# How to prove the given function is not differentiable analytically?

Well the question presented to me is this. The given function is,
$$f\left( x \right) = \left\{ {\begin{array}{*{20}{c}}{\frac{1}{2}x + 2,\,\;\;\;x < 2}\\{\sqrt {2x} ,\;\;\;\;\;\;x \ge 2}\end{array}} \right.$$ Now have to check whether the given function is differenciable at $x=2$ ?

My approach:
For this function to be differentiable, the left hand derivative and the right hand derivative must exits, and both be equal.
Left hand derivative:
$$\begin{array}{c}\mathop {\lim }\limits_{x \to {2^ - }} \frac{{f\left( x \right) - f(2)}}{{x - 2}} = \mathop {\lim }\limits_{x \to {2^ - }} \frac{{\left( {\frac{1}{2}x + 2} \right) - \left( {\frac{1}{2}\left( 2 \right) + 2} \right)}}{{x - 2}}\\ = \mathop {\lim }\limits_{x \to {2^ - }} \frac{{\left( {\frac{1}{2}x + 2} \right) - 3}}{{x - 2}}\\ = \mathop {\lim }\limits_{x \to {2^ - }} \frac{{\frac{1}{2}x - 1}}{{x - 2}}\\ = \mathop {\lim }\limits_{x \to {2^ - }} \frac{{x - 2}}{{2\left( {x - 2} \right)}}\end{array}$$
This gives,
$$\begin{array}{c}\mathop {\lim }\limits_{x \to {2^ - }} \frac{{f\left( x \right) - f(2)}}{{x - 2}} = \mathop {\lim }\limits_{x \to {2^ - }} \frac{{}}{{2}}\\ = \frac{1}{2}\end{array}$$

Right hand derivative:
$$\begin{array}{c}\mathop {\lim }\limits_{x \to {2^ + }} \frac{{f\left( x \right) - f(2)}}{{x - 2}} = \mathop {\lim }\limits_{x \to {2^ + }} \frac{{\left( {\sqrt {2x} } \right) - \left( {\sqrt {2\left( 2 \right)} } \right)}}{{x - 2}}\\ = \mathop {\lim }\limits_{x \to {2^ + }} \frac{{\sqrt {2x} - \sqrt 4 }}{{x - 2}}\\ = \mathop {\lim }\limits_{x \to {2^ + }} \frac{{\sqrt {2x} - 2}}{{x - 2}}\\ = \mathop {\lim }\limits_{x \to {2^ + }} \frac{{\sqrt {2x} - 2}}{{x - 2}} \times \frac{{\sqrt {2x} + 2}}{{\sqrt {2x} + 2}}\end{array}$$
This gives,
$$\begin{array}{c}\mathop {\lim }\limits_{x \to {2^ + }} \frac{{f\left( x \right) - f(2)}}{{x - 2}} = \mathop {\lim }\limits_{x \to {2^ + }} \frac{{2x - 4}}{{\left( {x - 2} \right)\left( {\sqrt {2x} + 2} \right)}}\\ = \mathop {\lim }\limits_{x \to {2^ + }} \frac{2}{{\left( {\sqrt {2x} + 2} \right)}}\\ = \frac{2}{{2 + 2}}\\ = \frac{1}{2}\end{array}$$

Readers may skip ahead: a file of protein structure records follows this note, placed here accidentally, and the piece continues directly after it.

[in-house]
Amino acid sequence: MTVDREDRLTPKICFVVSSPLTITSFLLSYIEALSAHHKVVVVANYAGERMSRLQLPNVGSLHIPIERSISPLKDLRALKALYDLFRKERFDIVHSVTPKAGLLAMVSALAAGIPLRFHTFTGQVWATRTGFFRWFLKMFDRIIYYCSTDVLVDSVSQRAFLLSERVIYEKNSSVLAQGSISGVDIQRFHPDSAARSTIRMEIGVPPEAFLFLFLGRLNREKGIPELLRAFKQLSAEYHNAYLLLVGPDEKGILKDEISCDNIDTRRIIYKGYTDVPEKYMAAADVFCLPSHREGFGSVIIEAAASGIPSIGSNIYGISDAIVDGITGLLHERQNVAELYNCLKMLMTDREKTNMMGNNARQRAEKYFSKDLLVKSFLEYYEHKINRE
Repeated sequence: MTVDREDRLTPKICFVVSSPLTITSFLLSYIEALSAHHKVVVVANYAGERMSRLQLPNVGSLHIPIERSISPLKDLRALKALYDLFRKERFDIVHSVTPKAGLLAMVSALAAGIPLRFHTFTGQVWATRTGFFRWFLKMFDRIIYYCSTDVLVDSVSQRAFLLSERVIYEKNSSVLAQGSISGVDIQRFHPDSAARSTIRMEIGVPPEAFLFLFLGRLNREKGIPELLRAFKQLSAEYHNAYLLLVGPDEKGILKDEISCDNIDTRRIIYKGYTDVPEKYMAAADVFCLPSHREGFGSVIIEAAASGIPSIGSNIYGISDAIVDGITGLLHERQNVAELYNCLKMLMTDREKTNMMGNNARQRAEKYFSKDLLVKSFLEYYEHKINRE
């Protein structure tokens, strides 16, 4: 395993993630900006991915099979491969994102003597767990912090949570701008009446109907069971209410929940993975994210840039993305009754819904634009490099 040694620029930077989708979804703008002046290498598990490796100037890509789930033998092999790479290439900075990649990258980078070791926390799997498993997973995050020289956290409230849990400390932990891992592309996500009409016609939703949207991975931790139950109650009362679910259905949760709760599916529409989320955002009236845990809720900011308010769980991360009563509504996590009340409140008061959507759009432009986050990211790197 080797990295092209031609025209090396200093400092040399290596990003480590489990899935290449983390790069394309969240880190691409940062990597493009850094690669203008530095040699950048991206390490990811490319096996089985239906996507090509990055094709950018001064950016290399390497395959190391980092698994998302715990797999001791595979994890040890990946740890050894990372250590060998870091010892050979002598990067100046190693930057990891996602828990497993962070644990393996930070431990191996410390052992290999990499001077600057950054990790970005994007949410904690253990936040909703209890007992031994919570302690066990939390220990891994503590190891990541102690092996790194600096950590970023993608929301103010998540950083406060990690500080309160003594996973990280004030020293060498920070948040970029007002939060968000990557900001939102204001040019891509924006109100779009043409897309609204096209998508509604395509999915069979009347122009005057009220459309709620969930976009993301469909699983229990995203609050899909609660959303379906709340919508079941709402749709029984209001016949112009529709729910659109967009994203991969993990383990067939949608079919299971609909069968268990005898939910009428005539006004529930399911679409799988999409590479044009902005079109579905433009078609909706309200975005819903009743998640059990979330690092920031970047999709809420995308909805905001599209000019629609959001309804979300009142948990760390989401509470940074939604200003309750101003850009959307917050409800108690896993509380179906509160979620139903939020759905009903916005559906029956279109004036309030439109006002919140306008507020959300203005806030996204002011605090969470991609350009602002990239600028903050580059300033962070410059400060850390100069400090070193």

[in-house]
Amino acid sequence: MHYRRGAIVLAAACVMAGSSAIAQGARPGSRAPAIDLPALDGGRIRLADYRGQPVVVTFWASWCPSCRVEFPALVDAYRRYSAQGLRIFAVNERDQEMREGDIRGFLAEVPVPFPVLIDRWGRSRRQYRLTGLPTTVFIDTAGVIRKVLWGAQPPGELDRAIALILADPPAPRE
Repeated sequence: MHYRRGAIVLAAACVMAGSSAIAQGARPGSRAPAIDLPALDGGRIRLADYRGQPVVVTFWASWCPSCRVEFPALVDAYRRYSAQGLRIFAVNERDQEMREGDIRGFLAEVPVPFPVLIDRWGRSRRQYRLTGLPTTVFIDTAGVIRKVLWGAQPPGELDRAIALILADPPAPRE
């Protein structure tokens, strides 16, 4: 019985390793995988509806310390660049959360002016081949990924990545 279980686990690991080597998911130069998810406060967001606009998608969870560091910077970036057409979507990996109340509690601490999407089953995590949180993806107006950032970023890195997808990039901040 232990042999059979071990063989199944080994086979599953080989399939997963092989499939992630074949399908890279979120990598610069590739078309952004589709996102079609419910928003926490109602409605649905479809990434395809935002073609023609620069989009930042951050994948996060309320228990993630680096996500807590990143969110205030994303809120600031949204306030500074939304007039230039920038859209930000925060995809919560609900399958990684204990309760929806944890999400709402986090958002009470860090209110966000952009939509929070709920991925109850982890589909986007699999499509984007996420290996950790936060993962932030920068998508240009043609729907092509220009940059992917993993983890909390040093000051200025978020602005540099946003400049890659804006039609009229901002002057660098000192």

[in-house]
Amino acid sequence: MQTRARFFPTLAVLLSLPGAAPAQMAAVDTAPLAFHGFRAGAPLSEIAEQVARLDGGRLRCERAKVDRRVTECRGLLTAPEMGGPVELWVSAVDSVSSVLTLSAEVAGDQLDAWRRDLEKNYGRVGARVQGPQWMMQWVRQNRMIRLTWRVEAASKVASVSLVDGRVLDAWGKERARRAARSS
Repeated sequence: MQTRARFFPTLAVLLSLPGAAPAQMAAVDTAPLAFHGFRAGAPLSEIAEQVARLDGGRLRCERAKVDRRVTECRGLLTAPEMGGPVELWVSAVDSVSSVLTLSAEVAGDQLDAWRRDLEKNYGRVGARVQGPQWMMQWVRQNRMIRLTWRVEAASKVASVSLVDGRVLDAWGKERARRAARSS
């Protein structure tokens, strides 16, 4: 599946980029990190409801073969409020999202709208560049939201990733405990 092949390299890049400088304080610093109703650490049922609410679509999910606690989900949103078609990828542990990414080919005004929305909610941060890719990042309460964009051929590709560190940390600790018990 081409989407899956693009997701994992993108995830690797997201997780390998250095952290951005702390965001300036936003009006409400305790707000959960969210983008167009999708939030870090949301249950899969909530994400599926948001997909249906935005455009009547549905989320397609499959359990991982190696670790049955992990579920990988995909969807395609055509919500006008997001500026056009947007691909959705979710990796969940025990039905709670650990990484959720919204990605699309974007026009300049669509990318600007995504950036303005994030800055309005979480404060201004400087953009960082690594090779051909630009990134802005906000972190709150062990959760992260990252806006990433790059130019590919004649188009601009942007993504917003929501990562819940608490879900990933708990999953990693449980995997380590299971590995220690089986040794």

Problem is right hand derivative and left hand derivative are coming same. Fooling me that its differentiable at $x=2$.

The graph of the function is,
$f(x)$ Graph
The function is discontinues at $x=2$. So, its not differentiable at $x=2$.

Where have I gone wrong ? How do I prove analytically without taking help of graph that the function is not differentiable at $x=2$?

• You have made a mistake in value of $f(2)$. It is given by $f(2)=2$ and not $3$ as you have tried to do while calculating left hand derivative. The left hand derivative is $-\infty$. Also note that the analytical thing is the real stuff and graphical arguments are only an approximation to the analytical argument and are meant to help in understanding the concepts. May 25 '17 at 14:27
• @ParamanandSingh I think it would be correct to take this as function $\frac{1}{2}x + 2$ when approaching from left.
– user449525
May 25 '17 at 14:45
• The value $f(2)$ does not depend on left right. It depends on point $2$. Do not confuse value of a function with left or right limit of the function. These are different concepts and value of a function is a much simpler concept than the limit of a function. May 25 '17 at 14:45
• Yes.. Got the point. I did a mistake there. Thanks.
– user449525
May 25 '17 at 14:47
• Do you seriously need help in getting values of $f$? Check definition of $f$. If $x<2$ the value $f(x)$ is given by formula $(x/2)+2$ so $f(1)=5/2$. But if $x\geq 2$ then $f(x)$ is given by formula $\sqrt{2x}$ and hence $f(2)=\sqrt{4}=2$. I hope this is clear. May 25 '17 at 14:51

$$f (2^-)=\lim_{x\to 2^-} (\frac {x}{2}+2)=1+2=3$$ $$f (2^+)=\lim_{2^+}\sqrt {2x}=2$$

$f$ is not continuous at $x=2$ thus it is not differentiable at $x=2$.

By definition, differentiable at $x=x_0$ means $$\exists L\in \mathbb R \;\exists \eta>0 :\forall x\in (2-\eta,2+\eta)$$

$$f (x)=f (2)+(x-2)\Bigl (L+\epsilon (x)\Bigr)$$

with $$\lim_{x\to 2}\epsilon (x)=0$$

• Have you arrived at $$f (2^-)=1+2=3\neq f (2^+)=2$$ without using help of graph ? If yes, please do explain a bit.
– user449525
May 25 '17 at 12:08
• @Mathanatic Look now May 25 '17 at 12:12
• What's wrong in what I did? Is that definition incorrect? + How $$f (2^-)=1+2=3\neq f (2^+)=2$$ came ?
– user449525
May 25 '17 at 12:17
• That doesn't explain why the OP's work is incorrect though.
– user370967
May 25 '17 at 13:35